• went stargazing in the bed of a truck in the middle of a baseball field, and actually looked at stars
  • went searching to crash a party on Frat Row in Norman, only to find no one home because of a game
  • walked across town in College Station singing at the top of my lungs and dancing with friends
  • heard my first drive-by when I was in middle school
  • Experienced the death of a close friend at 21
  • cried over someone who didn’t deserve it
  • forgave someone who didn’t deserve it
  • Had my first kiss in the back of a band bus at the age of 15
  • Stayed up until the wee hours of the morning after hearing about the Columbine shooting my junior year of high school to write a poem that was later published in the SA Express News
  • Had a Haitian women wipe tears from my cheeks
  • danced with the owner of a karaoke bar in OKC while he serenaded me “Brown Eyed Girl” (I guess he  didn’t see my eyes were blue)
  • got into said karaoke bar when I was only 19 because the owner saw my friends and I walking down the sidewalk and invited us in….not the smartest decision but certainly one of the most fun
  • read Poisonwood Bible
  • made it through my masters
  • eaten pig’s feet
  • serenaded my husband after two weeks of dating (first time to sing for just one person)
  • Was told by a student I was not only a teacher, but a mentor, a mother, a sister and a friend
  • Cried in front of students
  • felt completely naked when I shared my writing for the first time in college
  • spent the week in Wimberley with my family - got sunburnt, an in-grown toenail, and the scar on my chin but met a man from India who changed my life.
  • Wrote love on a student's arms
  • felt the chill associated with a witch doctor’s property
  • bought into the idea of the American Dream
  • realized there is so much more than the American Dream
  • married Russell
  • read Fanny and Zooey
  • Met some of the most innovative and revolutionary minds while spending a weekend in San Diego last year
  • became a history maker
  • learned early on that joy can be found in a sunrise
  • created routines with cousins and siblings to Free at Last
  • swam in the Caribbean
  • was chased by a Havelina in the jungles of Haiti
  • seen the sunset over the Pacific
  • experienced how something can ruin your life in the best possible way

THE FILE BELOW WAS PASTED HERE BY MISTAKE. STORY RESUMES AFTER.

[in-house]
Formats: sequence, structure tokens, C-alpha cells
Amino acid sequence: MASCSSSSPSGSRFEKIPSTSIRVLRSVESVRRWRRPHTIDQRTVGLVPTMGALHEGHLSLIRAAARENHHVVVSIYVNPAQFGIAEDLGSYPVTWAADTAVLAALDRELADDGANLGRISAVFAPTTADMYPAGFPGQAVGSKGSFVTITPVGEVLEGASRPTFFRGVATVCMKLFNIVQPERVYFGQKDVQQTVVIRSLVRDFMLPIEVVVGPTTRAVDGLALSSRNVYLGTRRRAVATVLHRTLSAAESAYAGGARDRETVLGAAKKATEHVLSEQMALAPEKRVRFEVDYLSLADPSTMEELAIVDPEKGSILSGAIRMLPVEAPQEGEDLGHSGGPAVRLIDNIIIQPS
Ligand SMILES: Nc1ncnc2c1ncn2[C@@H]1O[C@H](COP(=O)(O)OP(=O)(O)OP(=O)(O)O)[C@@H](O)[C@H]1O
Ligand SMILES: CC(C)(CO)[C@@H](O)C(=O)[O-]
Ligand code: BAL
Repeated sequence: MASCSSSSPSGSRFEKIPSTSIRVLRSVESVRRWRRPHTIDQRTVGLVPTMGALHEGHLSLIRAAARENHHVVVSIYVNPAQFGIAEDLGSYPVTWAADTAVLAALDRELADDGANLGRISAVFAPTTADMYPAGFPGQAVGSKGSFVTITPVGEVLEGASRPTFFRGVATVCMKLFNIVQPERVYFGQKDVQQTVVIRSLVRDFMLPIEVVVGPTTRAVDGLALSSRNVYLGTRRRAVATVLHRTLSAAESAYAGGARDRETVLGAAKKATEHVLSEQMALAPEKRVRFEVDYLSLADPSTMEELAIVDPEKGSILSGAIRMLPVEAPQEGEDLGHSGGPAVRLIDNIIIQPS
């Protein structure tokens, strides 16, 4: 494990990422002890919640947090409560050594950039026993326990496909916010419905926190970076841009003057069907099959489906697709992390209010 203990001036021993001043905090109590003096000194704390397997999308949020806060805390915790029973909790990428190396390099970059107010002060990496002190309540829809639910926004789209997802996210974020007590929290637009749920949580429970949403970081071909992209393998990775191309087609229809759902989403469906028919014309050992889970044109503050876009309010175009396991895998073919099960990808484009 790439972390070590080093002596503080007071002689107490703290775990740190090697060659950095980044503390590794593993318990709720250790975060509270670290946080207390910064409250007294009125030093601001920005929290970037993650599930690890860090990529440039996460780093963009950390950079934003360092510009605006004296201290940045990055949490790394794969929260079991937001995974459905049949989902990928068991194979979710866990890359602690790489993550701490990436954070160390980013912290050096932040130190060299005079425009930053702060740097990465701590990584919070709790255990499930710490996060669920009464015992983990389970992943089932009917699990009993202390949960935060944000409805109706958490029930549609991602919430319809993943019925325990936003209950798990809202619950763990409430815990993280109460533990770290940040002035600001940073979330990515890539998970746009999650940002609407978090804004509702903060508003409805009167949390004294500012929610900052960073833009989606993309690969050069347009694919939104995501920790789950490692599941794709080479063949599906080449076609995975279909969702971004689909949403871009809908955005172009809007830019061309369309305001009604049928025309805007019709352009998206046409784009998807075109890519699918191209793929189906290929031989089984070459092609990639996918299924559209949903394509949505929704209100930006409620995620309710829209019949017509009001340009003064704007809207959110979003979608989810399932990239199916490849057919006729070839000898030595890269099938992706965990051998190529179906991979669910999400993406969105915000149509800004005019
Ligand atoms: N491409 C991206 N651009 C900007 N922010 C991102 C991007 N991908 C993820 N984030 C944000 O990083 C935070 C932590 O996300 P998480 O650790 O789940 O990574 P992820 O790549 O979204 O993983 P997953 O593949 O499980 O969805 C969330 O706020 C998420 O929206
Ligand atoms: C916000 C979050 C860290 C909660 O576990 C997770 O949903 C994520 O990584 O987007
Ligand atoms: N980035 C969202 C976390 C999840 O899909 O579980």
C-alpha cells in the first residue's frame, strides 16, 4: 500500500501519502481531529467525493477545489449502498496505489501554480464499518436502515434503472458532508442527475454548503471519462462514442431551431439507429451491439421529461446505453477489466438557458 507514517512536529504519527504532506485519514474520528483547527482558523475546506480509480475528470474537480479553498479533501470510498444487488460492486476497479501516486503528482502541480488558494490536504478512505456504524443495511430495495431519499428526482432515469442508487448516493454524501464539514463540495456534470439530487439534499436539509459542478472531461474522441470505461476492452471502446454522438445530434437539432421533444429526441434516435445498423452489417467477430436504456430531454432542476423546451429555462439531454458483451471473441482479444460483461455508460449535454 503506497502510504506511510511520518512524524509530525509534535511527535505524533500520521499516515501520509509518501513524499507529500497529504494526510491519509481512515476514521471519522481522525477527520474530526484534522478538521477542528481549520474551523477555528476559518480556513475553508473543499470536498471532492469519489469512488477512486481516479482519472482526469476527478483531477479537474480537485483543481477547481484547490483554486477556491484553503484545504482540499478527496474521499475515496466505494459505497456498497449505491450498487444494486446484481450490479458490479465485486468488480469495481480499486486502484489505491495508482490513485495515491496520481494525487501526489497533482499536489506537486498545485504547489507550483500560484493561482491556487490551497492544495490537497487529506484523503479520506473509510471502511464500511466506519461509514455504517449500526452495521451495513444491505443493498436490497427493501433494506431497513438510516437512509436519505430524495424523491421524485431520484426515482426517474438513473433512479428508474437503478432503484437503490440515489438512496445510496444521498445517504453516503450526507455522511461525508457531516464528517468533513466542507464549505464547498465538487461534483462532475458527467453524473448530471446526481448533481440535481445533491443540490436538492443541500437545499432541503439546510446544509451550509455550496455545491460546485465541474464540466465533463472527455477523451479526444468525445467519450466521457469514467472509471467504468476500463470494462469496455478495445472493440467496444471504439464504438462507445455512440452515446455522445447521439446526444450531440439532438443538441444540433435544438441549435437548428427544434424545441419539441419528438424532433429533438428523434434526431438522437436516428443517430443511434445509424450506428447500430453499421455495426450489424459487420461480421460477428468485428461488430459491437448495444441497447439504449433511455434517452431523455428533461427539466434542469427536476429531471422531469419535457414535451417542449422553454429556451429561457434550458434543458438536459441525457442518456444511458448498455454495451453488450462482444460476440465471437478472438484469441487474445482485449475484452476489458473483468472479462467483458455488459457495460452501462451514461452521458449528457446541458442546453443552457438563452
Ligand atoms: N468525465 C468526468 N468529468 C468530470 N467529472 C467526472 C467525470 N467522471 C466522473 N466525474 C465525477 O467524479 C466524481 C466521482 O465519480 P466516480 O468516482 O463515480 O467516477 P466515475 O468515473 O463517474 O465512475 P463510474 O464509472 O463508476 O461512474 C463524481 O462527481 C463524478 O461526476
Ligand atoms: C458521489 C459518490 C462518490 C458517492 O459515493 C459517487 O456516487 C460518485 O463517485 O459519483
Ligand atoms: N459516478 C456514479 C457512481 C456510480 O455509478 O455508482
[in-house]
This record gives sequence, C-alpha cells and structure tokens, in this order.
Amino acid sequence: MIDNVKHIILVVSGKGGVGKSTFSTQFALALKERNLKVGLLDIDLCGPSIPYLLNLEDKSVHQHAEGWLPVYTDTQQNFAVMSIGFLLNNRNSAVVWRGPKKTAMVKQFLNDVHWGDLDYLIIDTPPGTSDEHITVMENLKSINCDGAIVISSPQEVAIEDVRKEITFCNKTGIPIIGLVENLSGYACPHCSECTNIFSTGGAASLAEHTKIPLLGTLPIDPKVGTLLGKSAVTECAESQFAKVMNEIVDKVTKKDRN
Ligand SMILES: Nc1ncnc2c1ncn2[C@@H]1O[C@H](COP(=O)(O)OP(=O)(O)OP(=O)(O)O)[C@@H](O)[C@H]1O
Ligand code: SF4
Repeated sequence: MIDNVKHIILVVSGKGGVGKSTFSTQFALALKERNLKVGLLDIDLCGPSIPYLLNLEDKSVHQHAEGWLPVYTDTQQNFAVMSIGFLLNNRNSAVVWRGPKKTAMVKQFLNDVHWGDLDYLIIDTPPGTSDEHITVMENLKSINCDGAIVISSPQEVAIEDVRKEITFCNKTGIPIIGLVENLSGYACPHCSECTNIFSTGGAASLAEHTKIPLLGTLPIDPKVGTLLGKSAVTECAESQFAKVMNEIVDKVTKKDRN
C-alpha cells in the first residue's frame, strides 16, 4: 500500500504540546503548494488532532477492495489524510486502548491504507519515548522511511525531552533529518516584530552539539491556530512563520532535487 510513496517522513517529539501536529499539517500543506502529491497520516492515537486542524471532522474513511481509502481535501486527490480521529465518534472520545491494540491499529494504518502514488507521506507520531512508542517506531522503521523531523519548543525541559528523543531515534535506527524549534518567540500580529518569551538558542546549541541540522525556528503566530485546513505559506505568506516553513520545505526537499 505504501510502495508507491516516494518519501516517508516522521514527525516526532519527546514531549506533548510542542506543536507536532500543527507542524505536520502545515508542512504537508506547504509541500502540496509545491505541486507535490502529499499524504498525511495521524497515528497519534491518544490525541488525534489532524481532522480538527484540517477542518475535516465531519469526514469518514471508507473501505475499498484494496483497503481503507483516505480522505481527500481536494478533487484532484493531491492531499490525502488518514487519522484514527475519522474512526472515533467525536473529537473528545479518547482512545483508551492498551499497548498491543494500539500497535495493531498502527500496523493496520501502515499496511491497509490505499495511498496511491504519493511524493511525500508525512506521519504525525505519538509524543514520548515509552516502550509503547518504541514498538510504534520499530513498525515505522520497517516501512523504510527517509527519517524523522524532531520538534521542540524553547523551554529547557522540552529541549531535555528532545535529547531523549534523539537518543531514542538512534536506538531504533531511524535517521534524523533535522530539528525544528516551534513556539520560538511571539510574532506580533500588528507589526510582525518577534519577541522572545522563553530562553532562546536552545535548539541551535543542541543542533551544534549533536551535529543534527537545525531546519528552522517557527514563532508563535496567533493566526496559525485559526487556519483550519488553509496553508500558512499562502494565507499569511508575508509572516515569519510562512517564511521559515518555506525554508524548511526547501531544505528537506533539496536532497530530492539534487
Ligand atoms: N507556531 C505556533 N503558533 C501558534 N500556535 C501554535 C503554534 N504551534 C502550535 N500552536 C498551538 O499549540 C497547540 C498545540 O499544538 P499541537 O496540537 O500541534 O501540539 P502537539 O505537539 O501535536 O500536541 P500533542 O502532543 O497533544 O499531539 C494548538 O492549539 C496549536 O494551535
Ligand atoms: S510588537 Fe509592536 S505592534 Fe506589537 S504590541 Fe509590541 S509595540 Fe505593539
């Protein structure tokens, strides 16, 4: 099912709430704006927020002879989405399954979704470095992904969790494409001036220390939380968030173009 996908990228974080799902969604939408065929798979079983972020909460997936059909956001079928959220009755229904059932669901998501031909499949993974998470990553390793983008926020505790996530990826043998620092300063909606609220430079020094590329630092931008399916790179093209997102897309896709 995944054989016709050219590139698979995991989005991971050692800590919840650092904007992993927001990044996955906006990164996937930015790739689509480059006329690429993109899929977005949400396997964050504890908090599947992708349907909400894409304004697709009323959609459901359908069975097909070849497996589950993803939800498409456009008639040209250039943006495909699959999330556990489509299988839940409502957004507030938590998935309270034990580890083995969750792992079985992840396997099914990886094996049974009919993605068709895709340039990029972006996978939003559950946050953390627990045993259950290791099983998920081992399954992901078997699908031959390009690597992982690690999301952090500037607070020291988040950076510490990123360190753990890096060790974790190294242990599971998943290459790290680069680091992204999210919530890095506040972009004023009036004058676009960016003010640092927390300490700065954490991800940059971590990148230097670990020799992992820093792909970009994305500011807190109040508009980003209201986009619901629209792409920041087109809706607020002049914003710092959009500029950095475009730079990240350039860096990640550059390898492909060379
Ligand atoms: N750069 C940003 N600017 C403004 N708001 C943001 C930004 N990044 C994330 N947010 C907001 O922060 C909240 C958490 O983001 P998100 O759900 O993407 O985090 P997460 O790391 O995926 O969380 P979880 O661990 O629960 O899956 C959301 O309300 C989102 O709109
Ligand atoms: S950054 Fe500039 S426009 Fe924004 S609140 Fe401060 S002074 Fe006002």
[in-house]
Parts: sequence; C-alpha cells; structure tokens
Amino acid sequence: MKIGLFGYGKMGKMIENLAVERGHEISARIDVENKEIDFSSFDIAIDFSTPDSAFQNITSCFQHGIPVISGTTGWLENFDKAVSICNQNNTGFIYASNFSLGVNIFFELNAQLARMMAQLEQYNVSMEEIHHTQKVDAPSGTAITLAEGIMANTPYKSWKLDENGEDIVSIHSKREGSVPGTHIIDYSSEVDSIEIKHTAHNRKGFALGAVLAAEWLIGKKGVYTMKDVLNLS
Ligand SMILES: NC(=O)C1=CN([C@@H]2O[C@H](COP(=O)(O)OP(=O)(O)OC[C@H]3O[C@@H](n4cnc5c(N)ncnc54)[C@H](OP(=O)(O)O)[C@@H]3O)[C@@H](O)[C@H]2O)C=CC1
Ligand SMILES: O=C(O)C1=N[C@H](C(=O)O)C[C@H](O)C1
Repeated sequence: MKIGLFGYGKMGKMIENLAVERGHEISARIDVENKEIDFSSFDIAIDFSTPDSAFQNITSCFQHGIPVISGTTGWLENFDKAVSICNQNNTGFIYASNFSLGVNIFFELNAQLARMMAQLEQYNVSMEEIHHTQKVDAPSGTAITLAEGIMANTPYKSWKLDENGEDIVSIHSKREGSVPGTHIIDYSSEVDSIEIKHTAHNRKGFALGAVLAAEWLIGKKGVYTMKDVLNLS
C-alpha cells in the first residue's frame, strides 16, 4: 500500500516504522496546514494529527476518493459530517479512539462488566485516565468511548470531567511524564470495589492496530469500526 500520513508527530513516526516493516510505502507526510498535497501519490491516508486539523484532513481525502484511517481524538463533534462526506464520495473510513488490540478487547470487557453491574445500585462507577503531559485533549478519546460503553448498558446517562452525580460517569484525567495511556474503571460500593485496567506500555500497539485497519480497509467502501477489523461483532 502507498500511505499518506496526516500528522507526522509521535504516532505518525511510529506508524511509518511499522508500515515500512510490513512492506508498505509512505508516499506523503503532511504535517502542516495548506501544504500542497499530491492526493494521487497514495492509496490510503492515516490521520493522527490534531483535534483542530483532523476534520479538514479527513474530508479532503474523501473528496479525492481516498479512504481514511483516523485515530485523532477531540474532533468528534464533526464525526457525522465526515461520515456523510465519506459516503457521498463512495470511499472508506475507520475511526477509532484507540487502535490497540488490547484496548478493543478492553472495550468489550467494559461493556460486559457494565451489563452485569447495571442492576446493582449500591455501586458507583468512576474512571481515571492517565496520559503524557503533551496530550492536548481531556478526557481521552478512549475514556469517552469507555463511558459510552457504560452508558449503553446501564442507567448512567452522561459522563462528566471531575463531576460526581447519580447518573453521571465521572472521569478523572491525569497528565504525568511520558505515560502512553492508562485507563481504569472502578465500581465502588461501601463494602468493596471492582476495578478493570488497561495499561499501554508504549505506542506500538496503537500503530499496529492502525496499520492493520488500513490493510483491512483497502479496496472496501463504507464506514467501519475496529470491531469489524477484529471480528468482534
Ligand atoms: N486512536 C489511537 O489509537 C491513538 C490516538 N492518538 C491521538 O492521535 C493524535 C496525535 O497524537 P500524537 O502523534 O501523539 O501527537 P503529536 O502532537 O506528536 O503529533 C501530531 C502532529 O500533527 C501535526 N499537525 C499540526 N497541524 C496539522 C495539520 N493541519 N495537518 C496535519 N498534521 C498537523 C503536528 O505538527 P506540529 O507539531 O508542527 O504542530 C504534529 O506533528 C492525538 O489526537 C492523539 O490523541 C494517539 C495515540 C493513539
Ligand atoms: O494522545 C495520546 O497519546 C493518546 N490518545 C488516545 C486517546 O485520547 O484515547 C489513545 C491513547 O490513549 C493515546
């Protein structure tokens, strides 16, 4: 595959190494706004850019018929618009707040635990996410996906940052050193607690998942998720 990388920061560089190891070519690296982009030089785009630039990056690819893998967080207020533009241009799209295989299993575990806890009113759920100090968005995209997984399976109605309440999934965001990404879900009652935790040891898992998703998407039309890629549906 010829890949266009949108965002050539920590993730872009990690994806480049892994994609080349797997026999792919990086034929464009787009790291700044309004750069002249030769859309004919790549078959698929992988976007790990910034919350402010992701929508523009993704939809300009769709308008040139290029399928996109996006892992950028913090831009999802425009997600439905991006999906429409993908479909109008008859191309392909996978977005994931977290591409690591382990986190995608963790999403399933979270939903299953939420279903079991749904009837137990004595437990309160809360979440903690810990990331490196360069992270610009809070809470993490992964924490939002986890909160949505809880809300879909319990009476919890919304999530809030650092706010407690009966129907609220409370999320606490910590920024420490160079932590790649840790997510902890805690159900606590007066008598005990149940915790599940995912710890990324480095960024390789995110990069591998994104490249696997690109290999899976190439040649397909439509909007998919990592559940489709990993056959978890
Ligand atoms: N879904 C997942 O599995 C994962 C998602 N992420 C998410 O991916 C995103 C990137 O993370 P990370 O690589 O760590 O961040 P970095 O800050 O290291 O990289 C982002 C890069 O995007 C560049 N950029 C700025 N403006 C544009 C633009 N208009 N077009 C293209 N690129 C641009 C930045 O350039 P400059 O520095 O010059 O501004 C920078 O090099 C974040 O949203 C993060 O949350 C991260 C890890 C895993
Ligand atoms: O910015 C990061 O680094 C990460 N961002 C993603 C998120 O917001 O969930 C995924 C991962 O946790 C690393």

• watched Dirty Dancing five times in one week
  • read Irresistible Revolution
  • met my guardian angel
  • learned to hear what God is saying to me through nature
  • stayed at a hippie commune in Biloxi while doing relief work after Katrina
  • baked Santa cookies
  • watched Beauty and the Beast
  • watched MTV incognito with my teenage uncle (when they actually played videos-I remember Video Killed the Radio Star)
  • found my words in Brooke Fraser’s “Albertine”
  • learned how to walk like a giant
  • met a homeless man named Derrick who lost everything in Hurricane Ike & is now living under a bridge in downtown Ausitn
  • met a homeless man with no tongue named Bird whose favorite ice cream is Amy's chocolate.
  • read The Things They Carried
  • saw Slumdog Millionaire which intensified my desire to a)travel to India and b)adopt

And there’s more. I think this may be the beauty of this exercise, actually. I sent Dr. Peterson my list months ago and have been processing what I wrote and my own additions since then. I would hope that my list only grows larger, as my writer’s mind continues to pay attention to what others can’t see - the lady nervously scratching her neck during an intense conversation, the deaf couple laughing at an intimate joke, the barista greeting a familiar face with a smile and casual conversation.

There are stories to be told. People aching to be heard and seen.  Go ahead. I dare you. Think about your own list. Declare yourself, as Brady Peterson says. Someone will listen.

Posted on April 8, 2009 and filed under finding{and telling}your story.